There has been a significant amount of bullish sentiment surrounding shares of Dollar General (NYSE:DG) recently. The bullishness started early this year when analysts noted that off-price retailers that promote frequent consumer interaction were a sweet-spot in a struggling retail space. That sentiment was affirmed by a strong Q4 from DG, wherein comps rose 2.2% behind increased traffic and a higher average ticket. Average ticket and traffic both increased again in Q1. The result is that shares of DG are up more than 32% YTD versus market gains of less than 3% (10.7x outperformance).
The good news continues to roll in. Millennials are shopping more at dollar stores and data shows that dollar stores have cross-income-level appeal. Most recently, it looks like dollar stores are actually stealing a healthy amount of market share from grocery stores. Certainly, several tailwinds have converged to warrant DG's significant outperformance of the market. We believe, however, the share price is now fully priced and that shares are actually slightly overvalued relative to fair value, which we peg at $90.
To be clear, we are big fans of the DG growth story. From an operational standpoint, DG is doing everything right. Higher average ticket price is driving gross margin expansion (+16 basis points MRQ). Higher sales are driving SG&A leverage with SG&A rate falling 26 basis points MRQ. The runway for unit growth is promising, with 1,900 new stores planned over the next two years. The long-term growth plan calls for 7-10% annual net sales growth driven by 6-8% square footage growth per year. The bottom-line is expected to grow at an even faster rate, driven by cost leveraging and stock buybacks. The company believes it can grow earnings per share at a 10-15% CAGR over the next several years.
The problem we have is the valuation fully reflects all of this growth, and the upside for investors at these levels is limited. The valuation is already at a marked premium to its 5-year average. The 22.6x trailing P/E represents a 17% premium to the 5-yr P/E of 19.3x. The PSR of 1.3x is a 21% premium to the 5-yr PSR of 1.09x. The biggest multiple expansion has come with the Price/Cash Flow multiple, which currently stands at a 23% premium to the 5-yr P/CF multiple.
For those who like charts better, you can see below that the valuation is at near peak 5-year historical levels.
The richer valuation is somewhat warranted by the company's recent success and future growth prospects, but we do not see much upside for investors. We have modeled out DG over the next 10 years according to management growth expectations, and no matter which way we look at it, we cannot convince ourselves to buy shares at these levels.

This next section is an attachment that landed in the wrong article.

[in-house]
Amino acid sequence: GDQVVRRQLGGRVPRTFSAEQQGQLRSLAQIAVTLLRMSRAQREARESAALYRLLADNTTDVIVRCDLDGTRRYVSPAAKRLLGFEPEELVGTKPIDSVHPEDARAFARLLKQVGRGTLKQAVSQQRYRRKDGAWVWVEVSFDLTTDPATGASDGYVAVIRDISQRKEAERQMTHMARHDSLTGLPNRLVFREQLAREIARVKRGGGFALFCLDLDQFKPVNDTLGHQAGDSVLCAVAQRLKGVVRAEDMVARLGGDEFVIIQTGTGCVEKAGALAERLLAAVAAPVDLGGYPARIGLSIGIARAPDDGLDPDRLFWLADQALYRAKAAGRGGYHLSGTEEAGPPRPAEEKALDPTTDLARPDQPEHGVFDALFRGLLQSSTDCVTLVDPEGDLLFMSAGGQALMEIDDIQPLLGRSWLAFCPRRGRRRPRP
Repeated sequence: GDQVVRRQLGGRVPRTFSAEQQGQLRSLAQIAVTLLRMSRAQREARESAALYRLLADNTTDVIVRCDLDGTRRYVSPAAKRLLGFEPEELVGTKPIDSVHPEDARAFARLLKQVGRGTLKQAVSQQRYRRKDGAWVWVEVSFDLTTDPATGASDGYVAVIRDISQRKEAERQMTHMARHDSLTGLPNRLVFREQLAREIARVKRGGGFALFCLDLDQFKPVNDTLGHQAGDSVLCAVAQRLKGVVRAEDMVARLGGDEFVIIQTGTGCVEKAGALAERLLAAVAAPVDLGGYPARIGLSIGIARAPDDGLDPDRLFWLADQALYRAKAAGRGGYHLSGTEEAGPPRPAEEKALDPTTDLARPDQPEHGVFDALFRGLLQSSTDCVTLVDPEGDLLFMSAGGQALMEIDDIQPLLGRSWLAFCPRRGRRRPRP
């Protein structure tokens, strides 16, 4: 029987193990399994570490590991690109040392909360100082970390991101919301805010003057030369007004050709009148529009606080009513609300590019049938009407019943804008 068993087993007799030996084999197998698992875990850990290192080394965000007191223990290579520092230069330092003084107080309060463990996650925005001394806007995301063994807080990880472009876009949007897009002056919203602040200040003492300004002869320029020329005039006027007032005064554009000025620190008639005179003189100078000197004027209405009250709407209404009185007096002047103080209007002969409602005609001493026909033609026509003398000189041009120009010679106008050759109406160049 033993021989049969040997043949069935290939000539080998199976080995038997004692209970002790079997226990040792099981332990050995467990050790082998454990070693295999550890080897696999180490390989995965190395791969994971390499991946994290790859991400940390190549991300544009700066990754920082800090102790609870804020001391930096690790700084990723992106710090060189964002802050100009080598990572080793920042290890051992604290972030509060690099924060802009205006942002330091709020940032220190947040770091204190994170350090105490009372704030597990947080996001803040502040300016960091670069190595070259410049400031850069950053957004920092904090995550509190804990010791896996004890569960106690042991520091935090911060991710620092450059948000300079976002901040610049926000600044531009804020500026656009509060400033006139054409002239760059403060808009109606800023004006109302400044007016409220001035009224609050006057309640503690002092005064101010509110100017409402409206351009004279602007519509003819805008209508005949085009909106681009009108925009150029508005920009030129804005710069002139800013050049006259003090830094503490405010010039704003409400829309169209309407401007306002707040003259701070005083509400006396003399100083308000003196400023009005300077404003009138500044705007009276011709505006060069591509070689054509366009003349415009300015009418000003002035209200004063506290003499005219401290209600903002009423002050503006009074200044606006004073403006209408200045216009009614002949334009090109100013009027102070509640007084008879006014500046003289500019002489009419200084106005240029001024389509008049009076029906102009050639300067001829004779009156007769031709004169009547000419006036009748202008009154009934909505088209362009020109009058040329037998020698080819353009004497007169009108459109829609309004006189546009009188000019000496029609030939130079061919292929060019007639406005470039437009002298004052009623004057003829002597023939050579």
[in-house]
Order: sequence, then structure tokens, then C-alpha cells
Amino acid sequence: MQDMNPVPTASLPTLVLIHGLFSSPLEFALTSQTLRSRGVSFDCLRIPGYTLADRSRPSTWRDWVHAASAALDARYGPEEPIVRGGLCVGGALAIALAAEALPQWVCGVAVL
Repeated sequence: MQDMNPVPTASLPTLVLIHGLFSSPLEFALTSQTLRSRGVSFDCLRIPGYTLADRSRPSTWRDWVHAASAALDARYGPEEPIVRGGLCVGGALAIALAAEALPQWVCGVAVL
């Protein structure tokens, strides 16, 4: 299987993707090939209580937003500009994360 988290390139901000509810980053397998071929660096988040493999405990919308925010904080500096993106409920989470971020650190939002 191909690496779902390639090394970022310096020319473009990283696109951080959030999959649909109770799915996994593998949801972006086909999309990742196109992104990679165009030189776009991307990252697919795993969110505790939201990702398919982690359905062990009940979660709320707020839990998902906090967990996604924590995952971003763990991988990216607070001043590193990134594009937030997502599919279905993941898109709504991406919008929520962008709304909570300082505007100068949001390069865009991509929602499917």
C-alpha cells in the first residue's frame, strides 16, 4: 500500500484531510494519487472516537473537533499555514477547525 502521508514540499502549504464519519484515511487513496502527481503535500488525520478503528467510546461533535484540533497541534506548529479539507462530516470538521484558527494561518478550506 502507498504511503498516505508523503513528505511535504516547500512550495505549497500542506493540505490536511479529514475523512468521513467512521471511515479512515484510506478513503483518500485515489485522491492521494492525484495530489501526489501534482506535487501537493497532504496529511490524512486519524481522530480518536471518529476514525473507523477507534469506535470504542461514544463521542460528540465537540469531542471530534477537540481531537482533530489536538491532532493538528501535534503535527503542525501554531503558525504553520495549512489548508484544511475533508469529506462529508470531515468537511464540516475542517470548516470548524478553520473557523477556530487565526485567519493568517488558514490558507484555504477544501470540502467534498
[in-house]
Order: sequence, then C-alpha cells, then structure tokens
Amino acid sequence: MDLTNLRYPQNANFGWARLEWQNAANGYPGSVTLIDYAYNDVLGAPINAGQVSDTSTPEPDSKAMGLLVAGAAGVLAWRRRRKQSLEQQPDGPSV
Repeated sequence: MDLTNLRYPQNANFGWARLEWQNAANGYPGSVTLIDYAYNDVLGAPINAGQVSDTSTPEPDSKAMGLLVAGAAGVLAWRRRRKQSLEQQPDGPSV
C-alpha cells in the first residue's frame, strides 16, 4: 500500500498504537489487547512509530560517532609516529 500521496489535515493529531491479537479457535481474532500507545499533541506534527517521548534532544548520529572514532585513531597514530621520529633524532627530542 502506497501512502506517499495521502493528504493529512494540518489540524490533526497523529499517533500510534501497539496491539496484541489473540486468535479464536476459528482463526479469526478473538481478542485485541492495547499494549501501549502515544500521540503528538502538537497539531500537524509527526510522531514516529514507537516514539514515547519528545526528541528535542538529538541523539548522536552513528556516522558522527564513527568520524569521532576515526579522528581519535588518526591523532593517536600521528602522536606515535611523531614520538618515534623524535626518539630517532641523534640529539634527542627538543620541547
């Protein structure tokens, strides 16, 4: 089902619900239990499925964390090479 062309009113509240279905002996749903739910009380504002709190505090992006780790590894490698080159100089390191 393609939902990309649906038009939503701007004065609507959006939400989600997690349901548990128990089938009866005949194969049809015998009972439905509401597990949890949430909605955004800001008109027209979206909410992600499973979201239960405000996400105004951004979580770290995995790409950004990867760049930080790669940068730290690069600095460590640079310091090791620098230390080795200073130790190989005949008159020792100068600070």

Our model calls for an 8% sales CAGR over the next 5 years and a 7% sales CAGR over the next 10 years, both in line with management expectations. We see operating profits growing at a 10% CAGR over the next 5 years and a 8% CAGR over the next 10 years, again in line with management expectations. On the bottom line, we see earnings growing at a 12% CAGR over the next 5 years and 10% over the next 10 years.
Our full model can be seen below.
If we plug our unlevered FCF projections into a DCF with a 2% perpetuity growth rate and a 9.2% WACC discount rate, we arrive at a fair value per share of around $90 (~5% lower than current market value).
If we apply the 20x trailing P/E multiple (slightly above 5-yr average) to our FY16E EPS estimate of $4.69 (above consensus estimate of $4.65), we get to a stock price in 1 year of $94 (lower than current market value). If we apply that 20x trailing P/E multiple to 2020E EPS of $7.02, we get a stock price in 5 years of $140. If we discount that back by our 9.2% discount rate, we arrive at a fair value of $90 per share. This fair value agrees with our DCF.
While we would love to buy into this growth story, we think it is simply too late. The current stock price does not represent a favorable risk-reward profile for investors. We will wait for a pullback before considering a long position in DG.
Disclosure: I/we have no positions in any stocks mentioned, and no plans to initiate any positions within the next 72 hours.
I wrote this article myself, and it expresses my own opinions. I am not receiving compensation for it (other than from Seeking Alpha). I have no business relationship with any company whose stock is mentioned in this article.